Two out of three ain't bad for RUTHLESS! THE MUSICAL, in a revival at the Hudson Mainstage through Mar. 13. Back Stage West's Terry Morgan called it this campy riff on stage ambition "delightfully twisted" and "hilarious," while the Weekly's Deborah Klugman wrote the show "pumps wry humor from a familiar theme." She did concede that "the show recycles the same jokes too often," while I, in my Times review, found the whole thing "a "flimsy, self-conscious exercise in low camp." None of us faulted the performers. (And let me make a correction here: I referred in my Times review to eight actresses—there are eight characters in the show but only six performers, one of them a man in drag. A girl can't help making mistakes now and then.)
The Colony Theatre's ACCOMPLICE, through Mar. 13, got evenly divided reviews, with the Daily News' Evan Henerson and Back Stage West's Terry Morgan in the plus column for Rupert Holmes' twist-heavy murder mystery/comedy, and myself (for the Times) and Variety's Joel Hirschhorn finding the show too clever for its own good, particularly in the suspense department.
Les Weider's SOJOURNER, at the Hudson Backstage through Mar. 27, was mostly cheered by critics, with Back Stage West's Dink O'Neal calling this "inspiring overview" of 19th century civil rights activist Sojourner Truth "a treat… a perfect balance of edifying artistry." The Weekly's Erin Aubry Kaplan did note that "the pitfall of this show is a tendency toward nobleness and historical line-readings," but she especially enjoyed Angeles Echols' "robust" take on Truth.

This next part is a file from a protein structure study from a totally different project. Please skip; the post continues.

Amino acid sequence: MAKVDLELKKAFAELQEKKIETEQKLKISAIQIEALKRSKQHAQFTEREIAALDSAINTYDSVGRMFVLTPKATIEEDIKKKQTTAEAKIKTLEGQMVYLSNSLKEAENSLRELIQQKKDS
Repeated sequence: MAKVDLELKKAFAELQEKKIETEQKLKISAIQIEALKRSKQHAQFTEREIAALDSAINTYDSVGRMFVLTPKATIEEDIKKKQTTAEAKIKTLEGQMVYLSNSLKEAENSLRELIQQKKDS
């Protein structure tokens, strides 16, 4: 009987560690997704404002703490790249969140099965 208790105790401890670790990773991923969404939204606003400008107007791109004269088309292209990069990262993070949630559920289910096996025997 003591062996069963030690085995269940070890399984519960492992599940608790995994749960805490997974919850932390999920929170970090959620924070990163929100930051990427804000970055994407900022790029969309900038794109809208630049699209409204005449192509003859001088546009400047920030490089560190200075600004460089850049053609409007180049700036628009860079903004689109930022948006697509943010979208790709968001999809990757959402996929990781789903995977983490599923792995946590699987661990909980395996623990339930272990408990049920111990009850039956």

The production got raves, less so the show, in the case of FLOYD COLLINS, Adam Guettel and Tina Landau's musical about an early American trapped-in-a-well media frenzy, at West Coast Ensemble through Apr. 3. Echoing the consensus, The Times' David C. Nichols called lead actor Bryce Ryness "amazing" but noted a disconncet: "Guettel's shimmering songs propel, whereas Landau's gravelly book impedes." The same verb popped in Miriam Jacobson's Weekly review: "The musical’s corny tone impedes the suspense," she wrote. Back Stage West's Les Spindle pegged the problem as a lack of "thematic continuity," though we went out of his way to praise the effort as "one of West Coast Ensemble's most ambitious and accomplished efforts." Finally, Variety's Joel Hirschhorn similarly called it "a sensitively directed but problematic musical." (I must correct one statement in Joel's review: that this is the show's West Coast premiere. In fact it premiered at the Old Globe in 1999.)
Garnering respectable but mixed reviews is yet another play by Renaissance Man Dakin Matthews, THE SAVANNAH OPTION, at the New Place Theatre through Mar. 13. The Times' Philip Brandes raved that it's "refreshingly literate and articulate new play" about evolutionary psychology, with "insightful staging" by director Anne McNaughton that brings its "intellectual and emotional" elements "to an unexpectedly poignant convergence." Back Stage West's Terri Roberts, starting her review with one of her classic deep-thought generalizations ("Hurt clashes with fear, sorrow smacks up against despair, and grief concerning what has been lost colors everything"), admired the play's "cerebral exchanges" but yearned for it to explore more than the "single-minded landscape of the head alone." Meanwhile, the Weekly's Steven Mikulan groused that the lead characters' "chats usually sound like seminars."
Getting respectable if not ecstatic reviews is THE CHEKHOV MACHINE at the Open Fist through Mar. 5. The Weekly's Neal Weaver called this free-flowing discourse by and about Chekhov's dissatisfied characters "a fascinating experiment," and Back Stage West's Madeleine Shaner likewise labeled it "a swirling, funny, very human coming-together." The Times' Philip Brandes was less sanguine, calling the result of playwright Matei Visniec and Florinel Fatulescu's efforts "a mixed bag: an atmospheric, edgy and often provocative journey whose limitations nevertheless become obvious in comparison with its source of inspiration."